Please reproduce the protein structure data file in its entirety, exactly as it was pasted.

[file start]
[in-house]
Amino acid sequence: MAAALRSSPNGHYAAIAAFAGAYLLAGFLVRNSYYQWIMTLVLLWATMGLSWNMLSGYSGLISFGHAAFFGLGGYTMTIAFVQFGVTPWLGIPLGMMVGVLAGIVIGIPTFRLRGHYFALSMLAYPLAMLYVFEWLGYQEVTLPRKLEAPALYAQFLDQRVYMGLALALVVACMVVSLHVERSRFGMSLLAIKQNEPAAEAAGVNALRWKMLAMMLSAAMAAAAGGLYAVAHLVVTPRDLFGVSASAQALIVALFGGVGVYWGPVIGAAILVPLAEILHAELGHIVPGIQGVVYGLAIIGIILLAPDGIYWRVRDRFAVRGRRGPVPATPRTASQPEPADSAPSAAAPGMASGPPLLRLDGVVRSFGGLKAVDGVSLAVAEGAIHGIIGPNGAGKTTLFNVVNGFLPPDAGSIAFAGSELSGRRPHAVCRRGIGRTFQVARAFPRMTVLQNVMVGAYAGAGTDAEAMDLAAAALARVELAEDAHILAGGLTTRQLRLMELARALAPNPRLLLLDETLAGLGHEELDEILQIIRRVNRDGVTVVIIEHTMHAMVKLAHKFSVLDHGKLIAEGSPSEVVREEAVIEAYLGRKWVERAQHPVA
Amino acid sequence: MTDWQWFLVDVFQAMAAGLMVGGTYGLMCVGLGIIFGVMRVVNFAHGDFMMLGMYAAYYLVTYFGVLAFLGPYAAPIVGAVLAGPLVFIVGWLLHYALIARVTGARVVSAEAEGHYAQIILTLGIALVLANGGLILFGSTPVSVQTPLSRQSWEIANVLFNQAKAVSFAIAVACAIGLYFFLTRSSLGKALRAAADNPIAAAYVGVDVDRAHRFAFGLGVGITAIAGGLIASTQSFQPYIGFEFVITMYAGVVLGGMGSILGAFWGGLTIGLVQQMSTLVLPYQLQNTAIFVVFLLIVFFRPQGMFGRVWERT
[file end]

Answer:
[in-house]
Amino acid sequence: MAAALRSSPNGHYAAIAAFAGAYLLAGFLVRNSYYQWIMTLVLLWATMGLSWNMLSGYSGLISFGHAAFFGLGGYTMTIAFVQFGVTPWLGIPLGMMVGVLAGIVIGIPTFRLRGHYFALSMLAYPLAMLYVFEWLGYQEVTLPRKLEAPALYAQFLDQRVYMGLALALVVACMVVSLHVERSRFGMSLLAIKQNEPAAEAAGVNALRWKMLAMMLSAAMAAAAGGLYAVAHLVVTPRDLFGVSASAQALIVALFGGVGVYWGPVIGAAILVPLAEILHAELGHIVPGIQGVVYGLAIIGIILLAPDGIYWRVRDRFAVRGRRGPVPATPRTASQPEPADSAPSAAAPGMASGPPLLRLDGVVRSFGGLKAVDGVSLAVAEGAIHGIIGPNGAGKTTLFNVVNGFLPPDAGSIAFAGSELSGRRPHAVCRRGIGRTFQVARAFPRMTVLQNVMVGAYAGAGTDAEAMDLAAAALARVELAEDAHILAGGLTTRQLRLMELARALAPNPRLLLLDETLAGLGHEELDEILQIIRRVNRDGVTVVIIEHTMHAMVKLAHKFSVLDHGKLIAEGSPSEVVREEAVIEAYLGRKWVERAQHPVA
Amino acid sequence: MTDWQWFLVDVFQAMAAGLMVGGTYGLMCVGLGIIFGVMRVVNFAHGDFMMLGMYAAYYLVTYFGVLAFLGPYAAPIVGAVLAGPLVFIVGWLLHYALIARVTGARVVSAEAEGHYAQIILTLGIALVLANGGLILFGSTPVSVQTPLSRQSWEIANVLFNQAKAVSFAIAVACAIGLYFFLTRSSLGKALRAAADNPIAAAYVGVDVDRAHRFAFGLGVGITAIAGGLIASTQSFQPYIGFEFVITMYAGVVLGGMGSILGAFWGGLTIGLVQQMSTLVLPYQLQNTAIFVVFLLIVFFRPQGMFGRVWERT